Opinion

As Kansas basketball wins national title, downtown crowd revels in breathtaking comeback

April 5, 2022 3:33 am
A KU fan celebrates on Massachusetts Street after the Jayhawks defeated the Tar Heels 72-69 on Monday in the NCAA National Championship. The Jayhawks claimed their fourth national championship title. (Lily O'Shea Becker for Kansas Reflector)

A KU fan celebrates on Massachusetts Street after the Jayhawks defeated the Tar Heels 72-69 on Monday in the NCAA National Championship. The Jayhawks claimed their fourth national championship title. (Lily O’Shea Becker for Kansas Reflector)

The joy that erupted from Massachusetts Street in Lawrence late Monday, the raucous cheering and boisterous good spirits, was the sound of something finally going right.

Yes, the University of Kansas men’s basketball team won the NCAA tournament, defeating North Carolina in a breathtaking 72-69 game. The mood downtown was electric, as a teeming mass of students, townies and anyone else with the patience to park nearby followed every basket, every run down the court, every flip back and forth on the scoreboard.

In those moments, you might have forgotten that we’re coming out of a two-year COVID-19 pandemic. You might have forgotten that the Kansas Legislature decided not only to ignore voters’ wishes, but pass legislation discriminating against transgender athletes. You might have forgotten the ongoing dysfunction in Washington, D.C. You might have forgotten the whole last dozen years or so, including the agonizingly slow recovery from the Great Recession, the Trump presidency and the rise of My Pillow guy Mike Lindell as a political pundit.

Enjoy the celebration instead.

 

 

When I arrived downtown shortly before the end of the first half, however, few folks appeared to be enjoying the game. The mood, in a word, was dour.

The Jayhawks were down by 15 points. While I might not know much about basketball, I’ve watched enough games (a couple of them at Allen Fieldhouse, for that matter) to know that’s not good. Not impossible to overcome, perhaps, but unlikely.

All the frippery of the championship game seemed a little silly. Sure, there were lasers blasting through the air next to the Granada. An inflatable can of Bud Light towered atop the Replay Lounge. Trees were bedecked in crimson and blue lights. But KU wasn’t winning.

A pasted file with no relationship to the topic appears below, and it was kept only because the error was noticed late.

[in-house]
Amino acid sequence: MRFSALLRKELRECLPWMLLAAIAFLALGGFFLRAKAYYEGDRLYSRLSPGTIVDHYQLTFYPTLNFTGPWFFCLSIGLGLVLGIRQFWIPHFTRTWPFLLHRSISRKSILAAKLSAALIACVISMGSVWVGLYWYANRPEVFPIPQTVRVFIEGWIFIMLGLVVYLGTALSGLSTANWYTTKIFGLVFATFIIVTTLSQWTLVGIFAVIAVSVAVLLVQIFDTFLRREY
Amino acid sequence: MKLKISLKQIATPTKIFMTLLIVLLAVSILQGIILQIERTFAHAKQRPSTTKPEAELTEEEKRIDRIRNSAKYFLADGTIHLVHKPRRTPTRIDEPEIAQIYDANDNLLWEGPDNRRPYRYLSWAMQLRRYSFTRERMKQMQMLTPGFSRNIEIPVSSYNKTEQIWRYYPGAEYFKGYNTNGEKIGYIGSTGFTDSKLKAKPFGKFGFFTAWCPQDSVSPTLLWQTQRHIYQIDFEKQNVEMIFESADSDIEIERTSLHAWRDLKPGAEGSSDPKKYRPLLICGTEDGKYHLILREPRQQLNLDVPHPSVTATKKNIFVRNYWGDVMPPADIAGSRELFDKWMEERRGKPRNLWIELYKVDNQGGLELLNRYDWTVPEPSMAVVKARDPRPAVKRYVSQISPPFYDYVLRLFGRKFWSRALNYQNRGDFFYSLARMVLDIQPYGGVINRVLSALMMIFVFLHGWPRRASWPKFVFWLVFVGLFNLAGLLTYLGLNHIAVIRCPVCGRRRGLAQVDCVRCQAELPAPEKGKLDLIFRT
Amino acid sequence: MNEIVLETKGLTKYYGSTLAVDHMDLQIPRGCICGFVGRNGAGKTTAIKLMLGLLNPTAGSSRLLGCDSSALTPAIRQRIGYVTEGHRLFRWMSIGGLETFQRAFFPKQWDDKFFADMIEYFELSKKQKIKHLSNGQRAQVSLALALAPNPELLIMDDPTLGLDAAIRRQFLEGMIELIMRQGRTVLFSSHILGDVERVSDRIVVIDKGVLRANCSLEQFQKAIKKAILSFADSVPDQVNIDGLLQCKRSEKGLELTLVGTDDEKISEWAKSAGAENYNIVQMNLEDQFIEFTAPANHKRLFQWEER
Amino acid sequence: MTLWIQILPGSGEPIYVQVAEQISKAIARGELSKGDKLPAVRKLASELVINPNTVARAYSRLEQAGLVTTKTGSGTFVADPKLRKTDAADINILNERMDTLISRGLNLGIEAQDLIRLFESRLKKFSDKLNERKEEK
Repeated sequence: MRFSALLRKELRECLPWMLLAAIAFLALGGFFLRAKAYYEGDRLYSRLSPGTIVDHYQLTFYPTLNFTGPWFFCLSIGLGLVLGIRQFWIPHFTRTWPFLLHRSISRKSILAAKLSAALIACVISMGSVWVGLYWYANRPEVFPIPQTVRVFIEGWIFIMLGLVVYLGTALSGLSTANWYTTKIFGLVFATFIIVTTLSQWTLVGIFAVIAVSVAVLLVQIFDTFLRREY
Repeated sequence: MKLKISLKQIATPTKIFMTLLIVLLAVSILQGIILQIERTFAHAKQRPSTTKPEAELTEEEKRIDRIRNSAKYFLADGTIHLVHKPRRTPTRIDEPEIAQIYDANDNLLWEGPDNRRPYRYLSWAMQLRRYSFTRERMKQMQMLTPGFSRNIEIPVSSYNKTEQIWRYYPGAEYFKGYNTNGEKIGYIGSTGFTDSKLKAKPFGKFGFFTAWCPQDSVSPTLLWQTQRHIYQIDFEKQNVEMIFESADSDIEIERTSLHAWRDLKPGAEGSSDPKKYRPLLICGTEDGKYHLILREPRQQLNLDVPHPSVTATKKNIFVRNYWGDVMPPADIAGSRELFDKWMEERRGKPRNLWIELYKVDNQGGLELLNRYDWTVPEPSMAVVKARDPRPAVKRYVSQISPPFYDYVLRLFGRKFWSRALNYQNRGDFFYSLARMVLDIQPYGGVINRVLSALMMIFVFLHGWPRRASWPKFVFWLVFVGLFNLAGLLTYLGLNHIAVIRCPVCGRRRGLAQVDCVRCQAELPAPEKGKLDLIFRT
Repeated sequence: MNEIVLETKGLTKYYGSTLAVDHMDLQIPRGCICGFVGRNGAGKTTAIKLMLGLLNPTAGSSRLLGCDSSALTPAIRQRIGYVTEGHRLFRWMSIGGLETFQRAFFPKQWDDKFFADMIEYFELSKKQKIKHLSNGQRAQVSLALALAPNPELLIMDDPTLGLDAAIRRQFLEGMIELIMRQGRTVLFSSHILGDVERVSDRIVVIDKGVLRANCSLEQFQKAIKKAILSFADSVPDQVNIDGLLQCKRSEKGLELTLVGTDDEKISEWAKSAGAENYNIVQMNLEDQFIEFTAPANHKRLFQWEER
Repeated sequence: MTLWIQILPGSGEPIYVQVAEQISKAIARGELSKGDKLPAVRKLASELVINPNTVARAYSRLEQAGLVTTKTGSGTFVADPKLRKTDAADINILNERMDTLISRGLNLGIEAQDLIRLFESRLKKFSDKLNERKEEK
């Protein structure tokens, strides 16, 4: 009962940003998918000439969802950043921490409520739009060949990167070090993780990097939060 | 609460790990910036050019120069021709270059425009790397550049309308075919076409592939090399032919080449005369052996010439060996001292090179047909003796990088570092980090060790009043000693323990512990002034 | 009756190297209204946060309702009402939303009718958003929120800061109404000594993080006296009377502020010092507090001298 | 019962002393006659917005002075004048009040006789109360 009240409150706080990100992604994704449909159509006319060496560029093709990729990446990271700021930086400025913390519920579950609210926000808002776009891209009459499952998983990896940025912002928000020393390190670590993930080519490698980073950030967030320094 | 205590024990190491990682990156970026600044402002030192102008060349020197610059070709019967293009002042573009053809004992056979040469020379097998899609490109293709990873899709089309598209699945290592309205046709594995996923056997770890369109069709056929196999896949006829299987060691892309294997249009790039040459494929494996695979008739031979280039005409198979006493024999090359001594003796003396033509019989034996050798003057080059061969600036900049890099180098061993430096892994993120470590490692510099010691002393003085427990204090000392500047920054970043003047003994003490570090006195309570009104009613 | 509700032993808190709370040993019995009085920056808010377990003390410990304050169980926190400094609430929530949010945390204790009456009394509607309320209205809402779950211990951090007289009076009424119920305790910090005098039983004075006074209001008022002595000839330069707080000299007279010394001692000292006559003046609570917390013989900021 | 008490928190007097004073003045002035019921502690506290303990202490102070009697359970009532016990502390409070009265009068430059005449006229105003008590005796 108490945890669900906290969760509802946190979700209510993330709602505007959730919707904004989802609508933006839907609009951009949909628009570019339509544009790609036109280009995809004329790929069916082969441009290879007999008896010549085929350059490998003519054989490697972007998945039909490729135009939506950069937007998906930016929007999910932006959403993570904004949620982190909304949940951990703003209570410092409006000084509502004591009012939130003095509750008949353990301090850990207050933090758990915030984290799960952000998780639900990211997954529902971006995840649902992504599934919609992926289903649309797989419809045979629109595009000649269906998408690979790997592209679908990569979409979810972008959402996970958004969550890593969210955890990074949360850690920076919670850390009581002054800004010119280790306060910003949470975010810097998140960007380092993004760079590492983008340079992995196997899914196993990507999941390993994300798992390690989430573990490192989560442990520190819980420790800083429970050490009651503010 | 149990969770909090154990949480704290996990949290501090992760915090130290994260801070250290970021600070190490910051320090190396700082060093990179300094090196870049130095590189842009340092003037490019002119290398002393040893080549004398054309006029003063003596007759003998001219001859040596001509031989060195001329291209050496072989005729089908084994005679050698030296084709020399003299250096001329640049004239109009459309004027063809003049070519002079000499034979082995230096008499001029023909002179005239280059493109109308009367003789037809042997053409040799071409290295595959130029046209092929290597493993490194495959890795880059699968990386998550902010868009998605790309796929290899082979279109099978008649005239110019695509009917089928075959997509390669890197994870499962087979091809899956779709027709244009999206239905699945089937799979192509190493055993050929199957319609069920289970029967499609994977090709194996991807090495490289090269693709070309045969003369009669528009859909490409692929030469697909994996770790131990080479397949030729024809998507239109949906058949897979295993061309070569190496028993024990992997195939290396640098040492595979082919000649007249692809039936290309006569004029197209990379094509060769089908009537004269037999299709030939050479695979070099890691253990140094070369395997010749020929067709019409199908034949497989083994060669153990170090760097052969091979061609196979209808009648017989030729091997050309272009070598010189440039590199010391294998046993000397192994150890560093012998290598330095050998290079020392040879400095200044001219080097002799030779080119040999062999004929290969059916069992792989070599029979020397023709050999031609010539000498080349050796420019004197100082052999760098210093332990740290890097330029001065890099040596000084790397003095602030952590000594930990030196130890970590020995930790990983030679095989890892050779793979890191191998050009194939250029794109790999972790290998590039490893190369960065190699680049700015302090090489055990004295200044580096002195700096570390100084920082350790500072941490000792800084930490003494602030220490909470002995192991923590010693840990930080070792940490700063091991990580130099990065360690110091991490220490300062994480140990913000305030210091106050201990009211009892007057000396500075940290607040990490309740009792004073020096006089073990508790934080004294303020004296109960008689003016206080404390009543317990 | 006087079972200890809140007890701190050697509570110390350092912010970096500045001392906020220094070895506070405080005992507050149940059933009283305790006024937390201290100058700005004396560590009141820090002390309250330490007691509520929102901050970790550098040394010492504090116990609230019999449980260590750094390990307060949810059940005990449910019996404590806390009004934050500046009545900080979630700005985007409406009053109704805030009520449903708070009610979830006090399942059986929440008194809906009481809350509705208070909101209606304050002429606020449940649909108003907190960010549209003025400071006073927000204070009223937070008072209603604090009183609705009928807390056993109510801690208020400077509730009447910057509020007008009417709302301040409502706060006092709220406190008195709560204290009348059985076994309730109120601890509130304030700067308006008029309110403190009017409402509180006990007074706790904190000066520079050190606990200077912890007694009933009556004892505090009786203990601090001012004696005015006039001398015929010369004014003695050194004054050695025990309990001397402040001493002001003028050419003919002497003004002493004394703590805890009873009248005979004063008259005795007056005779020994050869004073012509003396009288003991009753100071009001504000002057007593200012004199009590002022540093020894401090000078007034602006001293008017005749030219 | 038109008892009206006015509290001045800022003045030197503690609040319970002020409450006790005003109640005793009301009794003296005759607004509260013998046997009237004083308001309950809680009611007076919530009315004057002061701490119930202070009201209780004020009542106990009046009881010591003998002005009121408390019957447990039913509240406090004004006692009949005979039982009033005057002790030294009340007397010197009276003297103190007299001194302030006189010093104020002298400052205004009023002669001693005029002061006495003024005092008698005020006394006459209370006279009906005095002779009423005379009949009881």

“There’s no excuse for us losing like that,” a passer-by groused to his friend.

This was the kind of thing you read about it books or see at the movies. It doesn't actually happen, does it? Not in this gray, grainy, unpleasant world.

– Clay Wirestone

Then the second half started, and things changed. KU narrowed North Carolina’s lead. Then they narrowed it some more. With each basket, downtown onlookers cheered. The dour mood lifted, replaced by growing excitement. KU managed to tie the game with 10:53 left in the second half, and I watched with wide-eyed shock. The action played on several TV screens throughout downtown, some in the open air, some inside bars, all showing the same comeback.

This was the kind of thing you read about in books or see at the movies. It doesn’t actually happen, does it? Not in this gray, grainy, unpleasant world.

But it did. KU players and Coach Bill Self wouldn’t stop. They didn’t give up. They clawed their way into a three-point lead and refused to yield in the game’s final seconds. They gave the crowd on Massachusetts Street a thrilling, come-from-behind victory that will be talked about for decades to come.

Yes, I whooped and hollered with everyone else. I may have given a high five or two, although I apologize to the nice woman whose hand I entirely missed in the moment. I jumped up and down watching a massive crowd surge down the street, a few folks held aloft and waving flags. I also possibly honked my horn driving away from downtown and toward home, where I wrote this very piece.

For this once, for this Monday night, things were good.

Something went right. For everybody.

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Clay Wirestone
Clay Wirestone

Clay Wirestone has written columns and edited reporting for newsrooms in Kansas, New Hampshire, Florida and Pennsylvania. He has also fact checked politicians, researched for Larry the Cable Guy, and appeared in PolitiFact, Mental Floss, cnn.com and a host of other publications. Most recently, Clay spent nearly four years at the nonprofit Kansas Action for Children as communications director. Beyond the written word, he has drawn cartoons, hosted podcasts, designed graphics, and moderated debates. Clay graduated from the University of Kansas and lives in Lawrence with his husband and son.

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